Works Cited

1. Berning, Jacqueline R. And Suzanne Nelson Steen. Nutrition for Sport and Exercise. Gaithersburg: Aspen Publications, 1998.

2. Campbell, Neil A. And Jane B. Reece. Biology: Sixth Edition. New York: Library of Congress Cataloging-in-Publication Data, 2002.

3. Ronzio, Robert, PHD. The Encyclopedia of Nutrition and Good Health: Second Edition. New York: Facts On File Inc., 2003.

4. Ryan, Monique. Complete Guide to Sports Nutrition. Boulder: VELO Press, 1999.
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Deliberate Play Being a Coach

Words: 1222 Length: 4 Pages Document Type: Essay Paper #: 12307648

The Sports Imagery Questionnaire provides feedback to the researcher, coach, parents and players on how the player views what he or she is learning and the perceived purpose and benefits of imagery training. The findings from one recent study showed that "Elite and intermediate athletes used imagery more frequently and deliberately and perceived imagery to be more relevant and requiring more concentration than recreational athletes" (Nordin, Cumming, Vincent, McGrory, 2005, p. 346). If these findings are correct, and there is no reason to doubt that they are not, then the way to enhance top level performance in sporting activities is to have the players practice the art of imagery.

It is not surprising that athletes are now incorporating imagery into their training regimes. Advertisers have known for some time the effectiveness of imagery on consumer's spending habits. Many radio advertisements are created with the thought that the consumer must 'see'…… [Read More]

References

Bolls, P.D.; Muehling, D.D.; (2007) the effects of dual-task processing on consumer's responses to high and low-imagery radio advertisements, Journal of Advertising, Vol. 36, No. 4, pp. 35-47

Cote, J.; (1999) Long-term athlete development, associated coaching pathways, and implications for coach education, Queens University, www.icce.ws/conference/documents/ICCE2005/LTAD.PPT, Accessed April 15, 2008

Da Matta, G.B.; French, K.S. (2002) the influence of Deliberate Practice and social support systems on the development of expert and intermediate female volleyball players in Brazil, University of South Carolina, Columbia, SC,

Nordin, S.M.; Cumming, J.; Vincent, J.; McGrory, S.; (2005) Mental practice or spontaneous play? Examining which types of imagery constitutes deliberate practice in sport, Journal of Applied Sports Psychology, Vol. 18, Issue 4, pp. 345-362
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Violence in American Sports Today

Words: 3564 Length: 9 Pages Document Type: Essay Paper #: 28418040

Given that people engage in sporting events for a wide range of reasons, the authors assert that it is time for athletes to develop a moral code that embraces higher standards of conduct that will help reverse these recent trends and once again provide American sports with a sense of fair play and respect.

Fredenburg, Karen, Rafer Lutz, Glenn Miller et al. (2005). "Dismissals and Perceptions of Pressure in Coaching in Texas High Schools: Similarities and Differences with Previous Studies Show the Contemporary Face of Coaching Pressure." JOPERD-- The Journal of Physical Education, Recreation & Dance 76(1):29.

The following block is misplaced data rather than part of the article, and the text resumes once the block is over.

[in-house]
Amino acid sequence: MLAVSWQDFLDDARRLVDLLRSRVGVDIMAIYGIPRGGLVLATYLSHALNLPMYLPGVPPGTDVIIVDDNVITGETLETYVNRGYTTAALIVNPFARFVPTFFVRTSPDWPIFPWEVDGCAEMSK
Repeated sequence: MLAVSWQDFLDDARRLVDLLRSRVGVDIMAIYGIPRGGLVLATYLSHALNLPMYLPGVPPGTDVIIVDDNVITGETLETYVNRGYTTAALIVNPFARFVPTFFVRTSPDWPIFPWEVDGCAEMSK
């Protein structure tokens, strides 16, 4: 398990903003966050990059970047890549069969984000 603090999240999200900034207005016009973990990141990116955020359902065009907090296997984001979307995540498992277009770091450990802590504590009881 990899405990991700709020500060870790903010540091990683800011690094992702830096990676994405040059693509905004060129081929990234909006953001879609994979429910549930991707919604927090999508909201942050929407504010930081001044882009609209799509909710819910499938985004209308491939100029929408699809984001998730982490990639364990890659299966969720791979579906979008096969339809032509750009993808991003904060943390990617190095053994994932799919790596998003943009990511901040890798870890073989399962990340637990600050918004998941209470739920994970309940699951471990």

In this essay, the authors report that there have been a number of recent studies and reports that suggest that the pressure in high school sports is growing, rather than declining. The authors cite an article in Sports Illustrated that described the alarming trends of parental misbehavior at youth sport events. The president…… [Read More]

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Program Design Project

Words: 3118 Length: 8 Pages Document Type: Essay Paper #: 59976246

Sport: Basketball

More sport and physiological testing has become increasingly common as the interaction between scientists and coaches (tanner & Gore, 2013). When it comes to popular sports that are watched al over the world, team games like basketball generally have a heightened game tempo, a tougher body game and a more acute variability in the techniques and methods used (Singh & Deol, 2012). "An increased performance level can only be achieved by working and training of all major components i.e. technique, coordination, tactics, physical fitness, physiological qualities and psychological qualities. Basketball is one of the most popular team-based sports played and watched throughout the world" (Singh & Deol, 2012). This puts the aspect of physiological testing as an extreme priority for a variety of reasons. "Physiological exercise testing is important in basketball to help identify potential talent but also to provide the players, trainers and coaching staff with some…… [Read More]

References

Bangsbo, J. (2006). Training and testing of the elite athlete.Copenhagen Muscle Research

Centre, 4(1), 1-9.

Changela, P.K., & Bhatt, S. (2012). The correlational study of the vertical jump test and wingate cycle test as a method to assess anaerobic power in high school basketball players. International Journal of Scientific and Research Publications, 2(6), 2-9.

Cissik, J. (2013, February 15). The point guard off-season workout plan. Retrieved from http://www.stack.com/2013/02/15/point-guard-off-season-workout/